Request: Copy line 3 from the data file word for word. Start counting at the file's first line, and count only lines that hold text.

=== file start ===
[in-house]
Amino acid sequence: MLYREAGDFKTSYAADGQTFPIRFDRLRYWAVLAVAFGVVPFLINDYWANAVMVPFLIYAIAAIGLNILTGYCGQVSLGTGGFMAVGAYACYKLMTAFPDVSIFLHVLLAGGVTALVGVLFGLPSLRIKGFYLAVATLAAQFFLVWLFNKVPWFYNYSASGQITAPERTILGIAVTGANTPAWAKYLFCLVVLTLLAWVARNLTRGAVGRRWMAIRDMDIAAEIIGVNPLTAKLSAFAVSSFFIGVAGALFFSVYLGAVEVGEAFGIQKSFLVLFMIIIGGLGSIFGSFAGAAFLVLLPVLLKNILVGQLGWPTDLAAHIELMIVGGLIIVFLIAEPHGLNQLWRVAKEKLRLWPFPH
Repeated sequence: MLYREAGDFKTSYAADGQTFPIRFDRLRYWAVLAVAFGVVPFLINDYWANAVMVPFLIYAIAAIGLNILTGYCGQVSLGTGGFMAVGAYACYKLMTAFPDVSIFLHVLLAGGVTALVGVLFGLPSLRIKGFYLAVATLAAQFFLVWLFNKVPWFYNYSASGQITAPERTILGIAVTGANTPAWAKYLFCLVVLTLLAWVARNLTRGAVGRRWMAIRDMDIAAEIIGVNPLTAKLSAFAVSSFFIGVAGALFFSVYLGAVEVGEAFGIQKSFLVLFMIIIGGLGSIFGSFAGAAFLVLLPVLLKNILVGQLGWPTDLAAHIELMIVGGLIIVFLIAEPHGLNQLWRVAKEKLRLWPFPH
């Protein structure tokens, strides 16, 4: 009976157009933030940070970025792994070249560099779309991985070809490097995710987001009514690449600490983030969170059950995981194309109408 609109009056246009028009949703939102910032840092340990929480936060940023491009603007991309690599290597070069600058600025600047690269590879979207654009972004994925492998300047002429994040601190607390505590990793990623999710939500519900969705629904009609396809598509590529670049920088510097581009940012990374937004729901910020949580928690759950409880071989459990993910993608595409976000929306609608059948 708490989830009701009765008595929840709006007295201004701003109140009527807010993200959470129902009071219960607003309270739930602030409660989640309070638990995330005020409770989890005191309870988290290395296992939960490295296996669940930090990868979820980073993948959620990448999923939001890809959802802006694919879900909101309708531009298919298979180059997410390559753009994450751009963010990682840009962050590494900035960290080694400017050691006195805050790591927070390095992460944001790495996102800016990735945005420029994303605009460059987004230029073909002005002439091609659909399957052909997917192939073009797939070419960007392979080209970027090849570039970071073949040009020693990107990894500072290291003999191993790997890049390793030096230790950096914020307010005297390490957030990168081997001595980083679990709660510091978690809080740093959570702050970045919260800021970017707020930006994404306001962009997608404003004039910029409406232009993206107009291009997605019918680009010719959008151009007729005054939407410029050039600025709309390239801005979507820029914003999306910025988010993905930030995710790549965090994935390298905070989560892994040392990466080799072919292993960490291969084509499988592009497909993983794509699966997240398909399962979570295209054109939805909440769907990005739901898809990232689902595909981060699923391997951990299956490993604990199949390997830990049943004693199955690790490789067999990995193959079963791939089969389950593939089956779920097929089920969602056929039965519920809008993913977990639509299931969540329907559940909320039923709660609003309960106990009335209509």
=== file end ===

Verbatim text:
Repeated sequence: MLYREAGDFKTSYAADGQTFPIRFDRLRYWAVLAVAFGVVPFLINDYWANAVMVPFLIYAIAAIGLNILTGYCGQVSLGTGGFMAVGAYACYKLMTAFPDVSIFLHVLLAGGVTALVGVLFGLPSLRIKGFYLAVATLAAQFFLVWLFNKVPWFYNYSASGQITAPERTILGIAVTGANTPAWAKYLFCLVVLTLLAWVARNLTRGAVGRRWMAIRDMDIAAEIIGVNPLTAKLSAFAVSSFFIGVAGALFFSVYLGAVEVGEAFGIQKSFLVLFMIIIGGLGSIFGSFAGAAFLVLLPVLLKNILVGQLGWPTDLAAHIELMIVGGLIIVFLIAEPHGLNQLWRVAKEKLRLWPFPH